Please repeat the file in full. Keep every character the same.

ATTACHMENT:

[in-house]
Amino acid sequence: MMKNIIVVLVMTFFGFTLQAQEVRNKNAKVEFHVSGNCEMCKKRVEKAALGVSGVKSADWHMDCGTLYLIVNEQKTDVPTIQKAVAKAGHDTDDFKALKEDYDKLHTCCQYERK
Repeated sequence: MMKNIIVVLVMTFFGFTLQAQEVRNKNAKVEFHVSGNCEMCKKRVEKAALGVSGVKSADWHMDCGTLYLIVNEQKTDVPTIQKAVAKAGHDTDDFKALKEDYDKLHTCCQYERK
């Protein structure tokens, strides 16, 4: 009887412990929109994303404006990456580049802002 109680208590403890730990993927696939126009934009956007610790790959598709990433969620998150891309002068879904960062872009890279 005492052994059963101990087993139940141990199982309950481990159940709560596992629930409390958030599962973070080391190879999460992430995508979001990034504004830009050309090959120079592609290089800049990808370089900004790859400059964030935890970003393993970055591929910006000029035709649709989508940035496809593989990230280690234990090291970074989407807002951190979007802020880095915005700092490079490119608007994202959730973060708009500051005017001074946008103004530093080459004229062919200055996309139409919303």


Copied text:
[in-house]
Amino acid sequence: MMKNIIVVLVMTFFGFTLQAQEVRNKNAKVEFHVSGNCEMCKKRVEKAALGVSGVKSADWHMDCGTLYLIVNEQKTDVPTIQKAVAKAGHDTDDFKALKEDYDKLHTCCQYERK
Repeated sequence: MMKNIIVVLVMTFFGFTLQAQEVRNKNAKVEFHVSGNCEMCKKRVEKAALGVSGVKSADWHMDCGTLYLIVNEQKTDVPTIQKAVAKAGHDTDDFKALKEDYDKLHTCCQYERK
């Protein structure tokens, strides 16, 4: 009887412990929109994303404006990456580049802002 109680208590403890730990993927696939126009934009956007610790790959598709990433969620998150891309002068879904960062872009890279 005492052994059963101990087993139940141990199982309950481990159940709560596992629930409390958030599962973070080391190879999460992430995508979001990034504004830009050309090959120079592609290089800049990808370089900004790859400059964030935890970003393993970055591929910006000029035709649709989508940035496809593989990230280690234990090291970074989407807002951190979007802020880095915005700092490079490119608007994202959730973060708009500051005017001074946008103004530093080459004229062919200055996309139409919303």